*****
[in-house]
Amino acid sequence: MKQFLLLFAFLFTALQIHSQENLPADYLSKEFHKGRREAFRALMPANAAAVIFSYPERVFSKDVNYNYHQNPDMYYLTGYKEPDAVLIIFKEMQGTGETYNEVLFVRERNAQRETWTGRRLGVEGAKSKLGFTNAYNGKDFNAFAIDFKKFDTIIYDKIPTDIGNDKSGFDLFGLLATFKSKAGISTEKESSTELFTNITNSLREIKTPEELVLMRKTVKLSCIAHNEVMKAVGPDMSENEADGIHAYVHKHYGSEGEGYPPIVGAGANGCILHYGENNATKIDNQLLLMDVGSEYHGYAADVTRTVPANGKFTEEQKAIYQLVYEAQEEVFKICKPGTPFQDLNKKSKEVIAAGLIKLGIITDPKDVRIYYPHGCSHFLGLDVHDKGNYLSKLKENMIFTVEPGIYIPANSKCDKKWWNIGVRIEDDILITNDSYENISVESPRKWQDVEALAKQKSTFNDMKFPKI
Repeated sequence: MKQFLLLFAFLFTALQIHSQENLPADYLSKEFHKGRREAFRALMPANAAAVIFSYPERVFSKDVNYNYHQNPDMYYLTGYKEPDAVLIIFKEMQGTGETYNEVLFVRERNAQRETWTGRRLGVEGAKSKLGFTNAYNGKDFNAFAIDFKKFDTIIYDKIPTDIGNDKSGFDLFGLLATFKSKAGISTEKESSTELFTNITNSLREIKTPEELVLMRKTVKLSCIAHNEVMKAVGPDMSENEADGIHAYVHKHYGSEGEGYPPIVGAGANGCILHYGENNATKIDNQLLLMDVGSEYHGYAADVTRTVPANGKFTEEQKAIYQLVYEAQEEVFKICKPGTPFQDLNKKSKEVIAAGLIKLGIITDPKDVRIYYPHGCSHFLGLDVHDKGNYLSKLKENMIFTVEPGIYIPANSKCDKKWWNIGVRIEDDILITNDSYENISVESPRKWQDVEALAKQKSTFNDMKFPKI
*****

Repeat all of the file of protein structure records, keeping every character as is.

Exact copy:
[in-house]
Amino acid sequence: MKQFLLLFAFLFTALQIHSQENLPADYLSKEFHKGRREAFRALMPANAAAVIFSYPERVFSKDVNYNYHQNPDMYYLTGYKEPDAVLIIFKEMQGTGETYNEVLFVRERNAQRETWTGRRLGVEGAKSKLGFTNAYNGKDFNAFAIDFKKFDTIIYDKIPTDIGNDKSGFDLFGLLATFKSKAGISTEKESSTELFTNITNSLREIKTPEELVLMRKTVKLSCIAHNEVMKAVGPDMSENEADGIHAYVHKHYGSEGEGYPPIVGAGANGCILHYGENNATKIDNQLLLMDVGSEYHGYAADVTRTVPANGKFTEEQKAIYQLVYEAQEEVFKICKPGTPFQDLNKKSKEVIAAGLIKLGIITDPKDVRIYYPHGCSHFLGLDVHDKGNYLSKLKENMIFTVEPGIYIPANSKCDKKWWNIGVRIEDDILITNDSYENISVESPRKWQDVEALAKQKSTFNDMKFPKI
Repeated sequence: MKQFLLLFAFLFTALQIHSQENLPADYLSKEFHKGRREAFRALMPANAAAVIFSYPERVFSKDVNYNYHQNPDMYYLTGYKEPDAVLIIFKEMQGTGETYNEVLFVRERNAQRETWTGRRLGVEGAKSKLGFTNAYNGKDFNAFAIDFKKFDTIIYDKIPTDIGNDKSGFDLFGLLATFKSKAGISTEKESSTELFTNITNSLREIKTPEELVLMRKTVKLSCIAHNEVMKAVGPDMSENEADGIHAYVHKHYGSEGEGYPPIVGAGANGCILHYGENNATKIDNQLLLMDVGSEYHGYAADVTRTVPANGKFTEEQKAIYQLVYEAQEEVFKICKPGTPFQDLNKKSKEVIAAGLIKLGIITDPKDVRIYYPHGCSHFLGLDVHDKGNYLSKLKENMIFTVEPGIYIPANSKCDKKWWNIGVRIEDDILITNDSYENISVESPRKWQDVEALAKQKSTFNDMKFPKI